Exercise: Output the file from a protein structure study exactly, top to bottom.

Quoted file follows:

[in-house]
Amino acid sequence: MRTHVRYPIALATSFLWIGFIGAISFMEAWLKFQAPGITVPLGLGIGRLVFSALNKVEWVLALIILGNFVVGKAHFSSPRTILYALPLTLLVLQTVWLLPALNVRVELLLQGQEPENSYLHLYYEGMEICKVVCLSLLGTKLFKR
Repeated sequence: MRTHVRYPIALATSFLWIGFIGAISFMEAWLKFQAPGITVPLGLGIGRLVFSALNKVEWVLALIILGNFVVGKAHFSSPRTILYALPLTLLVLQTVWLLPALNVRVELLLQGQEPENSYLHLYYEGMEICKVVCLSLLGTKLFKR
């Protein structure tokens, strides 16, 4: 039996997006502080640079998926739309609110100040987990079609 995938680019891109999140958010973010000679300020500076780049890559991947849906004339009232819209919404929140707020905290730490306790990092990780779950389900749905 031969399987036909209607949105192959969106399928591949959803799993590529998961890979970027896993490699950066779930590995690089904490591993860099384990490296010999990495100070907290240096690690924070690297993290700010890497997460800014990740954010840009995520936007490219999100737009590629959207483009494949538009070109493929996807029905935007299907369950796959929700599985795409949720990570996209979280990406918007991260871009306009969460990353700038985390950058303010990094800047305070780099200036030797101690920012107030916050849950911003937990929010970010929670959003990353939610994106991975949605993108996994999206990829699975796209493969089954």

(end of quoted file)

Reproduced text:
[in-house]
Amino acid sequence: MRTHVRYPIALATSFLWIGFIGAISFMEAWLKFQAPGITVPLGLGIGRLVFSALNKVEWVLALIILGNFVVGKAHFSSPRTILYALPLTLLVLQTVWLLPALNVRVELLLQGQEPENSYLHLYYEGMEICKVVCLSLLGTKLFKR
Repeated sequence: MRTHVRYPIALATSFLWIGFIGAISFMEAWLKFQAPGITVPLGLGIGRLVFSALNKVEWVLALIILGNFVVGKAHFSSPRTILYALPLTLLVLQTVWLLPALNVRVELLLQGQEPENSYLHLYYEGMEICKVVCLSLLGTKLFKR
């Protein structure tokens, strides 16, 4: 039996997006502080640079998926739309609110100040987990079609 995938680019891109999140958010973010000679300020500076780049890559991947849906004339009232819209919404929140707020905290730490306790990092990780779950389900749905 031969399987036909209607949105192959969106399928591949959803799993590529998961890979970027896993490699950066779930590995690089904490591993860099384990490296010999990495100070907290240096690690924070690297993290700010890497997460800014990740954010840009995520936007490219999100737009590629959207483009494949538009070109493929996807029905935007299907369950796959929700599985795409949720990570996209979280990406918007991260871009306009969460990353700038985390950058303010990094800047305070780099200036030797101690920012107030916050849950911003937990929010970010929670959003990353939610994106991975949605993108996994999206990829699975796209493969089954």